February – Recipe Book Challenge – Madhur Jaffrey’s Ultimate Curry Bible

February, February – where did you go?! I feel like I blinked and the month had passed.

Despite this – felt we had great success with Madhur Jaffrey’s Ultimate Curry Bible this month. It felt like we made a lot of recipes, but once I noted it down it was really only three meals across five different recipes.

Madhur Jaffrey’s Ultimate Curry Bible is a fantastic book. A gift from my mum, who works at an Oxfam Book Shop and can locate pretty much any book you desire for a small donation, and one we’ve had on the shelf for a while.

We’ve had this book a while and have always mean to cook from it.

A guilty pleasure of mine is grabbing a curry for dinner on off days – but I rarely make a curry by myself. I was a bit put off by a potentially large arsenal of ingredients. This book is not so, once you’ve made a few staple things, you’re set for quite a lot of the book.

Which segues nicely into what we made:

Recipe One – Garam Masala

This is a core blend of spices used often in Indian (and other) cuisine. Wikipedia says ‘The word garam refers to “heating the body” in the Ayurvedic sense of the word, as these spices are believed to elevate body temperature in Ayurvedic medicine‘. Just six ingredients and you end up with about half a spice jar which will work for many many recipes (a traditional garam masala is extremely potent and you’ll only use small quantities in each future dish).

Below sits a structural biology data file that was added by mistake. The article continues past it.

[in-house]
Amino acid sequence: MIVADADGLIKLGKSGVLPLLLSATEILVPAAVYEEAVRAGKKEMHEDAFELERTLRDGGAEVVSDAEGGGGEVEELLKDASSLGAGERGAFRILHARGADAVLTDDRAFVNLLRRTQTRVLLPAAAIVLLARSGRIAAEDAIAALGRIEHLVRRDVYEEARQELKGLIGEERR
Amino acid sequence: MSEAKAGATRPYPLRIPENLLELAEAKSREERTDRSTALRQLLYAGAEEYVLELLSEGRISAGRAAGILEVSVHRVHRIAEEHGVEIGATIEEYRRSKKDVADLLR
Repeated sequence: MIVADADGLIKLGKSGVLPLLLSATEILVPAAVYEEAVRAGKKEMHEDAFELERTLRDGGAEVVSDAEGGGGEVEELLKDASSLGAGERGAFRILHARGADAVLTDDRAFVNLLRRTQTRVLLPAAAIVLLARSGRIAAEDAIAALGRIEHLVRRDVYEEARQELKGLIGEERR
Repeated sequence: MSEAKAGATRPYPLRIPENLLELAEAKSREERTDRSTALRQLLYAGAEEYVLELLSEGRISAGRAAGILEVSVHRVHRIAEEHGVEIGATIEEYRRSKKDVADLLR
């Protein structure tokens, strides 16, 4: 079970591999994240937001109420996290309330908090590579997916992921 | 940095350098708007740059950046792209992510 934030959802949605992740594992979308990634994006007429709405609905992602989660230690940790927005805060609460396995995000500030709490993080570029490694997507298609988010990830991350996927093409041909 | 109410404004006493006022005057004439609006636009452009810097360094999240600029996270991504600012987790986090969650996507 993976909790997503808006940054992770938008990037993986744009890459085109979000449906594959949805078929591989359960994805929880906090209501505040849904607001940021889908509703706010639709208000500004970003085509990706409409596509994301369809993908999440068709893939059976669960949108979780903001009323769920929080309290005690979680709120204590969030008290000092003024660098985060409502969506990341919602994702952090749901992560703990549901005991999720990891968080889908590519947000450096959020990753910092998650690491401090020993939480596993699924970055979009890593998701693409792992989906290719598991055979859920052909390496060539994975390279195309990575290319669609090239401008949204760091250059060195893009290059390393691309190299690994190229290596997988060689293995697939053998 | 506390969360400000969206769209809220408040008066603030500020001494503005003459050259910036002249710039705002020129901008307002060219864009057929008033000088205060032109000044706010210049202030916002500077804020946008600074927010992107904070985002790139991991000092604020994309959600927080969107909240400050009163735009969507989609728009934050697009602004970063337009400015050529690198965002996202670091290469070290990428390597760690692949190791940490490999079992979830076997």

NB: I learnt that black cumin seeds can also be called Nigella seeds?

I made my own Garam Masala

Recipe Two – Royal Chicken Korma (Shani Murgh Korma)

I will confess – this was rather a huge undertaking! It was pretty time consuming and a little overwhelming! But, oh my goodness, the results! Literally the tastiest, flavoursome curry that I’ve ever eaten. And, as it was a ‘party dish’ – we have a ridiculous amount in the freezer for lazy cooking days. Worth the effort. Just NOM.

Recipe Three – Saika’s Red Lentils from the Khyber Pass (Khyber Pass Ki Masoor Dal)

We’ve had lentils in the cupboard for I don’t know how long. So I was determined to make a Dal. This is a great, simple recipe – to use as a side, or for a light, cheap, supper. We made double portions and have frozen for future use as well.

Recipe Four (and technically Five) – Silken Chicken ‘Tikka Masala’ / Silken Chicken ‘Tikka’ Kebabs

In the recipe above as one, but in the book as two, this is an Indian meat dish with a UK inspired sauce. It takes a few hours prep, but is, again, totally worth it. It isn’t quite a taxing at the Korma recipe and I found it fun skewering and grilling the chicken. It’s a spicy, hearty, flavour – and very similar to the kind of dish you’d get from a takeaway (but you’ve made it yourself!).

Conclusion

  1. They are generally a little more effort, but I loved the recipes from this book!
  2. A great book for either a) dinner parties or b) freezer stocking
  3. I want to make more from this book (we did have a dinner party planned and this would have been perfect – perhaps for future planning?)
  4. Still a bit hokey at taking photos, it just doesn’t come naturally! Will continue to try to improve on this.

Next month…

Rich has selected the book for next month, Rick Stein’s Spain – so expect lots of seafood!

Rick Stein will be inspiring us in March

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About salidatious

I am Welsh but have lived in Edinburgh since 2004. I have been a PA for most of that time.
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